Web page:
All About Animal Cells

Did you know that your body is made of trillions of tiny, individual cells? Each animal cell has a unique job to do, and a unique destiny.

Humans, animals and plants; we may be different in our own ways, but we share on common thread – cells.

Cells are part of a living function that combine with their own vital and important role. Complex and detailed, each serves its own use.

In humans and animals, cells can be found in our blood, hair/fur, muscles, eyes and so forth. Cells are also in tree bark, fish, monkeys, and rainforests.

In this article, you'll learn more about animal cells.

What Are Animal Cells?

animal cell parts and functions

The cell is the basic unit of life. An animal cell's size and shape can vary. For instance, when you hold a chicken egg, you are actually holding one single cell. The largest animal cell by weight is the ostrich's egg, which can weigh over three pounds. Most animal cells, though, are very small, or microscopic. Cells are different from ordinary proteins, in that they can replicate themselves and evolve. This is an important part of evolution since cells have adapted over the years to their environment.

What Are the Different Animal Cell Parts and Functions?

There’s a lot going on inside these tiny cells. Similar to the way you have organs, animal cells have what are referred to as organelles. Inside each cell is a sac of proteins each performing different functions.These functions have been created over years and years of evolution. Here are some of them as outlined in the U.S National Library of Medicine: Cell Membrane - The membrane of the cell forms a protective outer shell. Being semi-permeable it separates the cell from outside elements, allowing only certain molecules in.

Centrosomes - Centrosomes organize microtubules, think of them as hollow rods which create the form and shape.

Centrioles - Centrioles are cylinders made of proteins that are found in a cell's centrosome.

Cytoplasm - This is the jelly-like substance inside the cell – a material that can be found within the membrane.

Endoplasmic Reticulum - ER for short, this forms the transport system for the important proteins in the cell, split in to two groups: smooth ER and rough ER.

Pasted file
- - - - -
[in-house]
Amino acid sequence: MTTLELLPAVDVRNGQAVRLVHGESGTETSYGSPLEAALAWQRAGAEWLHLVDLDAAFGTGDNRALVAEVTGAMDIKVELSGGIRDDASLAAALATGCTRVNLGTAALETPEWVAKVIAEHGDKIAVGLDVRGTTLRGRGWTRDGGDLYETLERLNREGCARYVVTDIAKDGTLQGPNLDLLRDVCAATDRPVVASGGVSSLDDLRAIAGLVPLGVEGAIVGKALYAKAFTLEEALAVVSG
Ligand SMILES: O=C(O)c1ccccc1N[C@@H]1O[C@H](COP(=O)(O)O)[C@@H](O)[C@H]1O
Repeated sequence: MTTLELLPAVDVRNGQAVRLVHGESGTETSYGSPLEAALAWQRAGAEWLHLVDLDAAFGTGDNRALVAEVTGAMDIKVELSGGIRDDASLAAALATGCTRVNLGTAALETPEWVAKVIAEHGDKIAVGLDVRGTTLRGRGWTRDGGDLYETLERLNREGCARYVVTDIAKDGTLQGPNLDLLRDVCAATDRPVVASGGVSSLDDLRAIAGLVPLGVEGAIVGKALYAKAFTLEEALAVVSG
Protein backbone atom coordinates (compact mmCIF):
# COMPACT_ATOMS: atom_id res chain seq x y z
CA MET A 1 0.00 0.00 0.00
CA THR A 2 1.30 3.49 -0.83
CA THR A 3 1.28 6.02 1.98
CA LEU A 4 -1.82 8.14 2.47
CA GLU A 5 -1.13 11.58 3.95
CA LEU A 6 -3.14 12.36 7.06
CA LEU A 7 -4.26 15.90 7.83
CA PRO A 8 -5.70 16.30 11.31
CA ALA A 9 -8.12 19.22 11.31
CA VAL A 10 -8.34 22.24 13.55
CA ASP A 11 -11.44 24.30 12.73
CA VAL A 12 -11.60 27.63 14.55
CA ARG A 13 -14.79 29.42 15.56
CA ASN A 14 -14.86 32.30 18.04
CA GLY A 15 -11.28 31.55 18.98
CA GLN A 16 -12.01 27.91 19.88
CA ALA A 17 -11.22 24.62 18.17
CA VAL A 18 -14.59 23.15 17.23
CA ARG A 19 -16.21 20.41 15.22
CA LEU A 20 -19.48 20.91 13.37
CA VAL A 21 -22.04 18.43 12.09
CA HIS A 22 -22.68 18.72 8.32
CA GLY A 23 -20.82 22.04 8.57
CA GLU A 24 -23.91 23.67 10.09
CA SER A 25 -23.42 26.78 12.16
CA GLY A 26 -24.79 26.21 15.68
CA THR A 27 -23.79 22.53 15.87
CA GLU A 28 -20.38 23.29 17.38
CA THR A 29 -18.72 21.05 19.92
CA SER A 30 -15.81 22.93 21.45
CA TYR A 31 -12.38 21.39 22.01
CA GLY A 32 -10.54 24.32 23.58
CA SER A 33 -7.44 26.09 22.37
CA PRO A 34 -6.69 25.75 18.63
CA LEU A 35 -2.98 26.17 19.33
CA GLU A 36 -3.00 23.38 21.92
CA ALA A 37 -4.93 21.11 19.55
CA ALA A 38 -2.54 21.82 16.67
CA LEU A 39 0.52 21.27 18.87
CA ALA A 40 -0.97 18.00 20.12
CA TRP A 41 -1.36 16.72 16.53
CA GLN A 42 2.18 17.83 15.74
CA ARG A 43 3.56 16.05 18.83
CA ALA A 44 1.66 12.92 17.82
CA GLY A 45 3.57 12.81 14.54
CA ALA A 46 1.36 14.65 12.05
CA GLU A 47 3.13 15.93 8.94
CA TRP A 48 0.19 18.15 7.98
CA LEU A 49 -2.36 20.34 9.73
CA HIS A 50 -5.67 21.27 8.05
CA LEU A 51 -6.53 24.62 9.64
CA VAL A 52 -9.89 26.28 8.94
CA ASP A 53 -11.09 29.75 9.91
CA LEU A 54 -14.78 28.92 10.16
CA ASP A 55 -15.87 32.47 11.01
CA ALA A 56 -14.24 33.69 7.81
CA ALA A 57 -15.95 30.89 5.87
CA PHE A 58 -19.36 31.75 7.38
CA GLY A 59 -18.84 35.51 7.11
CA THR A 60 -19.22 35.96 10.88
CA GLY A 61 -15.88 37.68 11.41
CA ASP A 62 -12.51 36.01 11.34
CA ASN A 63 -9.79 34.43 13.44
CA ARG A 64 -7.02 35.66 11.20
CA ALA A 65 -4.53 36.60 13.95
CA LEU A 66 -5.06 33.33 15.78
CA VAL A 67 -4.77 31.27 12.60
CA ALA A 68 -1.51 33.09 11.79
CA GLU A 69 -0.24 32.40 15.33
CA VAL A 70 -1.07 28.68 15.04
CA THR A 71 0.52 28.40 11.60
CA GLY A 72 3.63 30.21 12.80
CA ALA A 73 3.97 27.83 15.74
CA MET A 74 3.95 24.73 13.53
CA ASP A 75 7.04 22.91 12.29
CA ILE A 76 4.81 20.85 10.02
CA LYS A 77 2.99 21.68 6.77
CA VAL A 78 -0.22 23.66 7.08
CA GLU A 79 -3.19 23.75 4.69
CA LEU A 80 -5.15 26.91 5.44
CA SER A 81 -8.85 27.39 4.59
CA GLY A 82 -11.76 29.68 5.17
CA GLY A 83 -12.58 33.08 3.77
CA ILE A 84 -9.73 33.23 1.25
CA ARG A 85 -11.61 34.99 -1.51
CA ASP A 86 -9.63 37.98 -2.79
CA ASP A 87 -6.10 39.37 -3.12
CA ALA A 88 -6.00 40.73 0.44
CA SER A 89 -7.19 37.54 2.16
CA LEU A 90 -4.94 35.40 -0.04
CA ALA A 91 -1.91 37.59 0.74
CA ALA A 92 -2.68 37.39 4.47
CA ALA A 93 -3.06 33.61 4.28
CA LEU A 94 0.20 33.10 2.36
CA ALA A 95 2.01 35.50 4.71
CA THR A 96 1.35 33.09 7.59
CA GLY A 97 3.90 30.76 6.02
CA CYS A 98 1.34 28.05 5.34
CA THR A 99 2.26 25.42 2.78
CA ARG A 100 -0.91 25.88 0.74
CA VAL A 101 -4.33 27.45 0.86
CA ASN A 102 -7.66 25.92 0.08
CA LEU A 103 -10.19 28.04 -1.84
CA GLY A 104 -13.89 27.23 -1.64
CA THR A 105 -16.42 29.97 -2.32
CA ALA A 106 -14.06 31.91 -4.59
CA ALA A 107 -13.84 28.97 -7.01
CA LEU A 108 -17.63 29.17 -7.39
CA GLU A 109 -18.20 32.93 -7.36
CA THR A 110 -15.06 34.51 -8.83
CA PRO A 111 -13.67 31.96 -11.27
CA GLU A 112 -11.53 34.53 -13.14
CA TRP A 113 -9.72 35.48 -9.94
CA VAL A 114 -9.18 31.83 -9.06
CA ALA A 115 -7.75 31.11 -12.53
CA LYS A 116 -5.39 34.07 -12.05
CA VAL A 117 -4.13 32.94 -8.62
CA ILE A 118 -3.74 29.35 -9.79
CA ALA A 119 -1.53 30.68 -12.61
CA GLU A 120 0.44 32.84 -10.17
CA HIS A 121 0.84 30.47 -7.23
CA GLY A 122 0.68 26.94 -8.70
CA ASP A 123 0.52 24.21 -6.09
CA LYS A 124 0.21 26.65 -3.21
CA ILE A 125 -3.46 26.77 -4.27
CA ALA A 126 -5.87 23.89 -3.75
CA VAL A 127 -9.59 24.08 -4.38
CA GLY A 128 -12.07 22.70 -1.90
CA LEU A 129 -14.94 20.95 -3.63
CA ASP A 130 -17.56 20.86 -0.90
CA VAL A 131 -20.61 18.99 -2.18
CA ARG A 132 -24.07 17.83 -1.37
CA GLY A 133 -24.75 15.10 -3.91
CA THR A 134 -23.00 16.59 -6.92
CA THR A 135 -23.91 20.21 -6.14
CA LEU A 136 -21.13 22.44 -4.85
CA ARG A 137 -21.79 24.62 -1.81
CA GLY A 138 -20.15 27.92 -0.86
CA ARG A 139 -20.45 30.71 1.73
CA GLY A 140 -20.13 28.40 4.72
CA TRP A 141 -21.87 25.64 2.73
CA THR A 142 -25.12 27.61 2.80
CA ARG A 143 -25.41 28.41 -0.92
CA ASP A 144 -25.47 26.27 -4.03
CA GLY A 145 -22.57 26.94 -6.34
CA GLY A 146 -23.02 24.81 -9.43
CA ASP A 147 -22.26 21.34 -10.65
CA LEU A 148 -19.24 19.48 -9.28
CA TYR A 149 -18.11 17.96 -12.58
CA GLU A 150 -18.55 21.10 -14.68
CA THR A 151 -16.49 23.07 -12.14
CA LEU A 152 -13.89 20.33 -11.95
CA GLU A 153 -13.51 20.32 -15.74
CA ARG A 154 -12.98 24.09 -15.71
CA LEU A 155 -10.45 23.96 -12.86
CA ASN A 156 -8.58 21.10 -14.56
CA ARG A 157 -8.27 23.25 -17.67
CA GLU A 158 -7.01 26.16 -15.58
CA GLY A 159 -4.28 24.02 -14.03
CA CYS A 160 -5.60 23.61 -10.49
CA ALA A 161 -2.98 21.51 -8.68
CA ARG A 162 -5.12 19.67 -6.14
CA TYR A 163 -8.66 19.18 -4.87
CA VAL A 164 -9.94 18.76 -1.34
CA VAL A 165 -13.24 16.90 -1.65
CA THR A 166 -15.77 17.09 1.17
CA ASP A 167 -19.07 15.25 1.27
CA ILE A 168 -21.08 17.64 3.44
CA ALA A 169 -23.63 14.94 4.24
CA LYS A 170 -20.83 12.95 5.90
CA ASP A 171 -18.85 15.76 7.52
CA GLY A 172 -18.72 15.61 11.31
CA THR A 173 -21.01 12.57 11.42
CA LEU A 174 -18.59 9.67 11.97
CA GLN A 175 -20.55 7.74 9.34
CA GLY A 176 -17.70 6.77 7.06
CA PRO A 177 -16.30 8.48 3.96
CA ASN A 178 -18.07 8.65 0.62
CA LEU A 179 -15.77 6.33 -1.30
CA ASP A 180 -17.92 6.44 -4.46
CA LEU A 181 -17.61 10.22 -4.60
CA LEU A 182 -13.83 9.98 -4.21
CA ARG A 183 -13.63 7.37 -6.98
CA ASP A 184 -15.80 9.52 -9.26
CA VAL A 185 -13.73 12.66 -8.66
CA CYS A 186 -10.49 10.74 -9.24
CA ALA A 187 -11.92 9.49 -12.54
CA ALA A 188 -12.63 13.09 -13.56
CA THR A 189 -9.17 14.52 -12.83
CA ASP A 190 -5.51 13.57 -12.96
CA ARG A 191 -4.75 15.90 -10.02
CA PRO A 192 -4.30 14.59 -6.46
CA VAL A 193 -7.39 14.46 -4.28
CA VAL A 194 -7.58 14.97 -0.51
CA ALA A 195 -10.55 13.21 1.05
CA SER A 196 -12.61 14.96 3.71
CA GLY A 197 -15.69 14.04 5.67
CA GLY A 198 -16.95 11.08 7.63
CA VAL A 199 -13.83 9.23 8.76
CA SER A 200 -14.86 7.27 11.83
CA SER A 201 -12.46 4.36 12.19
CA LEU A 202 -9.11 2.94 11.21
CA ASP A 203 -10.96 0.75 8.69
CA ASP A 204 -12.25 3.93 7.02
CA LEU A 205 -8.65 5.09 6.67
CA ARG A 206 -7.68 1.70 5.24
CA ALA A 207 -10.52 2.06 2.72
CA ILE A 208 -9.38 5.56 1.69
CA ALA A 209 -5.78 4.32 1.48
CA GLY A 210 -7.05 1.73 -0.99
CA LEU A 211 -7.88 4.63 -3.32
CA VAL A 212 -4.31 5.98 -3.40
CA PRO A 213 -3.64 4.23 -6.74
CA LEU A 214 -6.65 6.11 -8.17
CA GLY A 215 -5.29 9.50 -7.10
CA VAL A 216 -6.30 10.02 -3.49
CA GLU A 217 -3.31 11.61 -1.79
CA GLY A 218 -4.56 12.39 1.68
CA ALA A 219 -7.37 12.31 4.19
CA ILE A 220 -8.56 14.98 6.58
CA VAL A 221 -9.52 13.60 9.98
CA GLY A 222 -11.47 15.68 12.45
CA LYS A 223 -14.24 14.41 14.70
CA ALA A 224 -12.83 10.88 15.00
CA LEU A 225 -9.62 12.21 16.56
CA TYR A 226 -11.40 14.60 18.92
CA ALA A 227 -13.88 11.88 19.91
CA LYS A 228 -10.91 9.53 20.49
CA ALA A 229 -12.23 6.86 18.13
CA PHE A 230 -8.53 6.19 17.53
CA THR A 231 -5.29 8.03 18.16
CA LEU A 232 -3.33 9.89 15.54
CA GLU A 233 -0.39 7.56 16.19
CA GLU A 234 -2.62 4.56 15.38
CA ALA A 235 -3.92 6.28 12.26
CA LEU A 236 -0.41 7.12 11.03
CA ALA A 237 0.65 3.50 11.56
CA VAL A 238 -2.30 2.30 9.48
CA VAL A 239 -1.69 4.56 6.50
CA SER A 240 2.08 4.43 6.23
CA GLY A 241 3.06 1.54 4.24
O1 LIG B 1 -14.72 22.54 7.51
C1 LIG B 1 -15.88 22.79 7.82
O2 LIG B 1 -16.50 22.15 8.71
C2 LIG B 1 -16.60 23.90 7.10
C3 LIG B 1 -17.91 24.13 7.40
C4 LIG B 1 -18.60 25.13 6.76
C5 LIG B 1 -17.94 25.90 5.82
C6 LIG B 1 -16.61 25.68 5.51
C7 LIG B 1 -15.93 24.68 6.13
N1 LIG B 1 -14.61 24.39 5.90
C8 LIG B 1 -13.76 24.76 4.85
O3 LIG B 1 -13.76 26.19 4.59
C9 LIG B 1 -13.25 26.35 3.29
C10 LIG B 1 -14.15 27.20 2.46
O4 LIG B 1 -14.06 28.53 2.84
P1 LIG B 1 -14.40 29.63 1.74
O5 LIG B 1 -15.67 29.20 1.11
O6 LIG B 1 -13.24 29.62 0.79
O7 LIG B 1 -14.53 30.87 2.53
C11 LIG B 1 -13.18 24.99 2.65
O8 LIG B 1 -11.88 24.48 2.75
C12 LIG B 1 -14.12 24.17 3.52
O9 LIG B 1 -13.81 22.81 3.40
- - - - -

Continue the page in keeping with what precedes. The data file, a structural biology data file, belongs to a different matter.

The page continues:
Golgi Complex – This is the packing center of the cell, sending proteins to specific destinations.

Lysosomes - Lysosomes are enzyme-filled sacs that digest nutrients and cell wastes.

Mitochondria - This organelle has an important job. It keeps the rest of the cell going by supplying energy in the form of adenosine triphosphate (or ATP).

Nucleus - The nucleus is a soft sac of the cell that has the responsibility of carrying its genetic code (also known as DNA).

Nucleolus - Within the nucleus is another nucleolus and nucleus, where RNA is formed. This plays the role of carrying instructions that the DNA provide.

Ribosomes - After RNA leaves the nucleolus and nucleus, it goes through the endoplasmic reticulum to the ribosomes, where protein synthesis takes place.

  These cells form the part of the building blocks of life. Biologist have spent years studying what makes cells and their complex structures, which provide clues in to animal and human evolution as well as medical progress.

What's the Difference Between an Animal and Plant Cell?

Plant and animal cells are structurally similar, but beyond their size, there are a number of noticeable differences.   Of these, the most significant is that plant cells have other functions and organelles not found in animal cells. For instance, the plant cell has chloroplast and a cell wall, which allows plants to produce energy from light, more commonly known as photosynthesis. It is the sun where plants derive their energy from, as anyone with household plants will tell you – their placement near daylight makes a huge difference.

This is where animals differ; their energy derives of food, be it other animals, plants or fungi.

As we know, cells have many different functions and jobs to do. For instance, a nerve cell will perform a very different role to that of a cell in your digestive lining, and indeed some animal cells can even swim when required.

Another difference is that animal cells often reproduce, a term called mitosis. There are several phases to this cell division. It starts with Interphase, where the cell prepares itself for the metabolic activity, and finishes with cytokinesis.

Repair and Destruct

And finally, cells have the amazing ability to self-repair. This is found in DNA abnormalities, as the body tries to stabilize. If this isn’t achieved then they self-destruct in an intriguing process called apoptosis.